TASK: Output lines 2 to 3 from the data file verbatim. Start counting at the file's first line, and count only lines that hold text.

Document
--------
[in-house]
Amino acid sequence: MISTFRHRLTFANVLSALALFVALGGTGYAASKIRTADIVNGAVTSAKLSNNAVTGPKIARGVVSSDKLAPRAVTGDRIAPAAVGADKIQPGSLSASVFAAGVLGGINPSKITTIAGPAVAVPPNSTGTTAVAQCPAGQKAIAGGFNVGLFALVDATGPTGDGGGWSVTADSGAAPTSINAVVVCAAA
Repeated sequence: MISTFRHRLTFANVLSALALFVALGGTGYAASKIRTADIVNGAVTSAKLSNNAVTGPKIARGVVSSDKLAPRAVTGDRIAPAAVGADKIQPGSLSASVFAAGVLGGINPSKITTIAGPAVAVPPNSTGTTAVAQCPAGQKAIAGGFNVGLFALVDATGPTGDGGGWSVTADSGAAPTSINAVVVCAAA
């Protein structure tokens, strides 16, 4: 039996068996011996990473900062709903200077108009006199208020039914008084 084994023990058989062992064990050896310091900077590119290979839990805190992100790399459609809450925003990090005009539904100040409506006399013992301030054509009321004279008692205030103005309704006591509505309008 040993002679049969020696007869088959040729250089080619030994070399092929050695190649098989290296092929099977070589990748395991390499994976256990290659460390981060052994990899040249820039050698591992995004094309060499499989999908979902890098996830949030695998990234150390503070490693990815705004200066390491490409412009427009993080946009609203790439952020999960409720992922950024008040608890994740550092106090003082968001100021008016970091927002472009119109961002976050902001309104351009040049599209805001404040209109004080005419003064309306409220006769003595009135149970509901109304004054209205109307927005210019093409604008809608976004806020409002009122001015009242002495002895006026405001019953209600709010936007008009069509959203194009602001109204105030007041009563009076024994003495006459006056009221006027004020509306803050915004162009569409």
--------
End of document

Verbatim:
Amino acid sequence: MISTFRHRLTFANVLSALALFVALGGTGYAASKIRTADIVNGAVTSAKLSNNAVTGPKIARGVVSSDKLAPRAVTGDRIAPAAVGADKIQPGSLSASVFAAGVLGGINPSKITTIAGPAVAVPPNSTGTTAVAQCPAGQKAIAGGFNVGLFALVDATGPTGDGGGWSVTADSGAAPTSINAVVVCAAA
Repeated sequence: MISTFRHRLTFANVLSALALFVALGGTGYAASKIRTADIVNGAVTSAKLSNNAVTGPKIARGVVSSDKLAPRAVTGDRIAPAAVGADKIQPGSLSASVFAAGVLGGINPSKITTIAGPAVAVPPNSTGTTAVAQCPAGQKAIAGGFNVGLFALVDATGPTGDGGGWSVTADSGAAPTSINAVVVCAAA